I use the P2 theme a lot. It’s handy. While using it with a few folks over the weekend I dreamed up and built a new plugin designed just for it.
Meet the P2 Check In plugin. It’s designed to work with the P2 theme, though it really could work with any WordPress theme. The plugin is a widget you drop into the sidebar (preferably to the top of the sidebar) which gives you a button for “checking in” and “checking out”. Checked in users are shown in the sidebar, along with how long they’ve been in and the total time they’ve been checked in to the site.
The aggregate check in times have made the users I’ve talked to a bit competitive about the amount of time they’re checked in. The language the plugin uses (“I’m here!” and “I’m leaving.”) is left purposely vague so the true meaning can change depending on how it’s used. I developed it specifically for the user-case where users are checking in to a physical location (kind of a private “who’s at the office now” thing) but it could just as easily be used to show who’s actively watching the P2 or working on a specific project.
I’ve got a few more ideas for future versions of the plugin, but this is already pretty useful. If you use P2 at all, give this one a try and see if it helps you and your team use P2 just a little bit smarter. I hope you like it.
(By the way, there are a slew of other P2 plugins that are handy and linked up over on WPCandy.)
I enjoy comments. They are easily the number one metric I use to determine whether a day’s worth of blogging was well spent. The way I check for comment activity is via the Recent Comments Dashboard widget. It puts comments in one spot, on my Dashboard (where I usually am) and does it in a nice simple way.
Since I’ve started using the new bbPress plugin more, I find myself wanting the same thing there. I want to quickly see new topics and replies, the same as I can via the Recent Comments widget. So, I created the Dashboard Forum Activity plugin to do just that.
Dashboard Forum Activity
You can download Dashboard Forum Activity from the WordPress.org Plugin Directory. The plugin will add a widget to your Dashboard (only if you are an admin, or more specifically have the manage_options capability) showing newly created topics and replies on your bbPress-powered forum.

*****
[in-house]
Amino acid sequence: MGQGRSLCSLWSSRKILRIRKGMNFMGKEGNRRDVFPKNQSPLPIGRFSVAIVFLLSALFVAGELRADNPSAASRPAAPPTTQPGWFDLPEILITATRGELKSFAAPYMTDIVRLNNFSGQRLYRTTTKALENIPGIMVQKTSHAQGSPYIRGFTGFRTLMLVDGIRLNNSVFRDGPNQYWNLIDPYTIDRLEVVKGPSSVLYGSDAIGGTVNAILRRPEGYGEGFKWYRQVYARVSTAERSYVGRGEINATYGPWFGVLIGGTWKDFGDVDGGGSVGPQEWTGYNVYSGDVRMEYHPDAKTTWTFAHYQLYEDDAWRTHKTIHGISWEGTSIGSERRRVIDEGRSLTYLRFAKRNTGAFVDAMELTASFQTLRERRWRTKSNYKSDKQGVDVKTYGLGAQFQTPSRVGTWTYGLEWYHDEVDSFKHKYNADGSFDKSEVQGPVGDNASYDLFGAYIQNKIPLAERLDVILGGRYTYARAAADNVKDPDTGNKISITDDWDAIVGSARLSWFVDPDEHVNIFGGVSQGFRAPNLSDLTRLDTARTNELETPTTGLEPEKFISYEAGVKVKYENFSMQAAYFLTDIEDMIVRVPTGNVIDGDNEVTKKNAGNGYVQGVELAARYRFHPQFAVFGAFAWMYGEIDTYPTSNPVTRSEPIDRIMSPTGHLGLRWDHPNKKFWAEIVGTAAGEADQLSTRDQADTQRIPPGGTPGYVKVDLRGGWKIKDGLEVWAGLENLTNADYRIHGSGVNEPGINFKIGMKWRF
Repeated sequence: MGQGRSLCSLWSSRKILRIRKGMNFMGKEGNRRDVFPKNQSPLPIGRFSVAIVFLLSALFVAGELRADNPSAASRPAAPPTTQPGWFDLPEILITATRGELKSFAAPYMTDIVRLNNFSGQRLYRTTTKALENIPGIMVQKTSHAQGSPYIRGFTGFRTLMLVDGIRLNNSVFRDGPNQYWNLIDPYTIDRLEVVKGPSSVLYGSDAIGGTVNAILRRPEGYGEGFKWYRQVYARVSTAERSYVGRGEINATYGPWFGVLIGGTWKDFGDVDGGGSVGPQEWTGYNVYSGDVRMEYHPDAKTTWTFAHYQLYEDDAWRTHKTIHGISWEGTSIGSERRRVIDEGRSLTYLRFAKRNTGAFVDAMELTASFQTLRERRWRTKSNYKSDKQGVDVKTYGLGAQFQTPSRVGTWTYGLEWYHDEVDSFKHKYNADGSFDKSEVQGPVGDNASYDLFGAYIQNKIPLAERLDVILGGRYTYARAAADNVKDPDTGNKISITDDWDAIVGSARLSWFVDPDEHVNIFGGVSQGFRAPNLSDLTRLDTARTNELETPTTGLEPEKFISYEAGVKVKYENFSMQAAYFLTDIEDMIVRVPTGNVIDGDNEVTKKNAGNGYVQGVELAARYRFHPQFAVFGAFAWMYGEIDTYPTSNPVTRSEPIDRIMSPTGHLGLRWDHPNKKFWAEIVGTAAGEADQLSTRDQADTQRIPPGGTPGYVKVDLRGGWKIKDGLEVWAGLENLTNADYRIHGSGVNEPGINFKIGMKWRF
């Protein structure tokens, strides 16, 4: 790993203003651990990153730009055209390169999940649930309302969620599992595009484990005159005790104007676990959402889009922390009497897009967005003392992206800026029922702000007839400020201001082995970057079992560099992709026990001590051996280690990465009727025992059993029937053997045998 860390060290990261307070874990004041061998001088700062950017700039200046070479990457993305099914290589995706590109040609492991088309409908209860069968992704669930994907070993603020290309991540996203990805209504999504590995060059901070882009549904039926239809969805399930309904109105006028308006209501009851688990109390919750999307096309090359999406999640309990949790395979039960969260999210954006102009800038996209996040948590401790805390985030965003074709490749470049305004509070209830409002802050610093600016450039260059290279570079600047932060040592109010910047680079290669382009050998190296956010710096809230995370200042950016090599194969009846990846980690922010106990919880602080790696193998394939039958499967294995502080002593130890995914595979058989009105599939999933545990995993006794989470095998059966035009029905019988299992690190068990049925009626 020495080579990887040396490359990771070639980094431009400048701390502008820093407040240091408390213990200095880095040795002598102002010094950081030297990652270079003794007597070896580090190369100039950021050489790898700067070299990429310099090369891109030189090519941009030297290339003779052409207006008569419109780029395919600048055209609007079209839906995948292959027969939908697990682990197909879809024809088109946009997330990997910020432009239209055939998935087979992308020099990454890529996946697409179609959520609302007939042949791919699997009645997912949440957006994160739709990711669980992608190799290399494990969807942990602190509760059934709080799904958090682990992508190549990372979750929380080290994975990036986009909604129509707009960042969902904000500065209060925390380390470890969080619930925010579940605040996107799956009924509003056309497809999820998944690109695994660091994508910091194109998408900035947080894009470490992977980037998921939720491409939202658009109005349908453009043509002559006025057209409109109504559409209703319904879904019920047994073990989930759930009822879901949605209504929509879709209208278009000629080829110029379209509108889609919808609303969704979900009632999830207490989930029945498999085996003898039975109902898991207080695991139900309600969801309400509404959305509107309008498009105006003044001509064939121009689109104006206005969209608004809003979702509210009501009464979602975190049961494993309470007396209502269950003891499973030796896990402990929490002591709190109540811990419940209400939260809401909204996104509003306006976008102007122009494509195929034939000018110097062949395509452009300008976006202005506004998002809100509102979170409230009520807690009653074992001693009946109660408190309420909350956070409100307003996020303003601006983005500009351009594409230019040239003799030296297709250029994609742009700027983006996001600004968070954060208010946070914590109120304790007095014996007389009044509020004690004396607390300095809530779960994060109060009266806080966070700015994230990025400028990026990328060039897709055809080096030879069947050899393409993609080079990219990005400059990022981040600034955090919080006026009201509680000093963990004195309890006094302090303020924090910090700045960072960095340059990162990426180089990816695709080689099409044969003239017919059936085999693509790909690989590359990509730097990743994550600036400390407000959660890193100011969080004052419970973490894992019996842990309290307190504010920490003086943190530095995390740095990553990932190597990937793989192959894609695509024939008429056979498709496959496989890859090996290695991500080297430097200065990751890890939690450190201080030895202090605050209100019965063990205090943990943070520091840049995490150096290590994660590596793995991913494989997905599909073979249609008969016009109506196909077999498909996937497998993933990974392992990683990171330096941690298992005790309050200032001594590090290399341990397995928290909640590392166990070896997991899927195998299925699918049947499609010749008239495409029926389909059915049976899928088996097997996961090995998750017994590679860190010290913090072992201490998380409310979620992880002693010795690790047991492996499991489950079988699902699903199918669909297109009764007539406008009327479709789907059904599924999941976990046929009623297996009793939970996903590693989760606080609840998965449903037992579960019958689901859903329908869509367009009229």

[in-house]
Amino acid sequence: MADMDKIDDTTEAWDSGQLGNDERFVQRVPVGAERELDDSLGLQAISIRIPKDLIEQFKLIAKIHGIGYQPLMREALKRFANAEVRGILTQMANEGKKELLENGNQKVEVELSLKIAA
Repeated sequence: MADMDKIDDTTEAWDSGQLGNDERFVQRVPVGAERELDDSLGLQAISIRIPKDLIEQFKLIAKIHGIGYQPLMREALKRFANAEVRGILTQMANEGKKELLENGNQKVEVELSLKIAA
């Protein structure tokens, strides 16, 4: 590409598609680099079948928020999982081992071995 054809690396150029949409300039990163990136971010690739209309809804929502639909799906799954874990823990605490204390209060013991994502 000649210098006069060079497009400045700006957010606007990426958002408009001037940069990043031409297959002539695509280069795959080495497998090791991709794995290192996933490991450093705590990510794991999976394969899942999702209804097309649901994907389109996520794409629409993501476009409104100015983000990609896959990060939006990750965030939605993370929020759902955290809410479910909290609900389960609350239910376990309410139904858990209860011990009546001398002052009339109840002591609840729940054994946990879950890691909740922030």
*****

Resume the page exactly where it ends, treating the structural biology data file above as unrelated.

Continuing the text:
From the widget you can jump in and edit any topics or replies, as well as view them on the front end of the site. (Almost the) Same as the Recent Comments widget.
I have further plans for this plugin, but wanted to start simple and get it out. I’ve started using it today as well, and already enjoy it. I hope you will too!
I’m one of the folks that doesn’t at all mind the WordPress Admin Bar, added to WordPress in version 3.1. Using it as much as I do, though, it bugs me just how sensitive the Admin Bar dropdowns are. I was in the process of fixing it for myself, when I figured it would make a nice simple plugin that others might benefit from as well.
This plugin slows down the dropdown so that it only opens up after a moment’s hesitation on the Admin Bar. It only effects logged in users, so shouldn’t add any overhead to your site.
You can download the Admin Bar Hover Intent plugin from the WordPress Plugin Directory.
That’s pretty much it, since this plugin is pretty straightforward. Hope you find it useful!
I’m an avid WordPress user (every site I start up and run, and many of my clients’ sites as well) and when installing a new Plugin this morning I ran into a little problem. After about an hour of fiddling around on various FAQs and forum topics, I was able to deduce a solution. And rather than dust myself off and walk away, I’m posting this so that others might have an easier time than I did.
Cascading style sheets are an essential component of the web. I remember back when they weren’t, or more accurately back when they weren’t as popular (about the time they were only being used to set font colors). Let’s just say I’m very happy that the web is moving toward the separation of content, style, and behavior.
Maybe I’m being a bit too picky, but styling images with inline code doesn’t (always) seem like the best option. To me, it isn’t even a question of utility, such as whether inline or imported styles are the most effective and easiest to use. No, it seems to be more of an issue of what is correct and proper. I question myself on this constantly, as any good semanticist should. Continue reading
I had an interesting Sunday last week. I was in the process of finalizing my home church’s new website to launch, and one of the last things to do was to add a page promoting our new series entitled Why?. But when it came to uploading a small image to accompany the page, it wasn’t happening.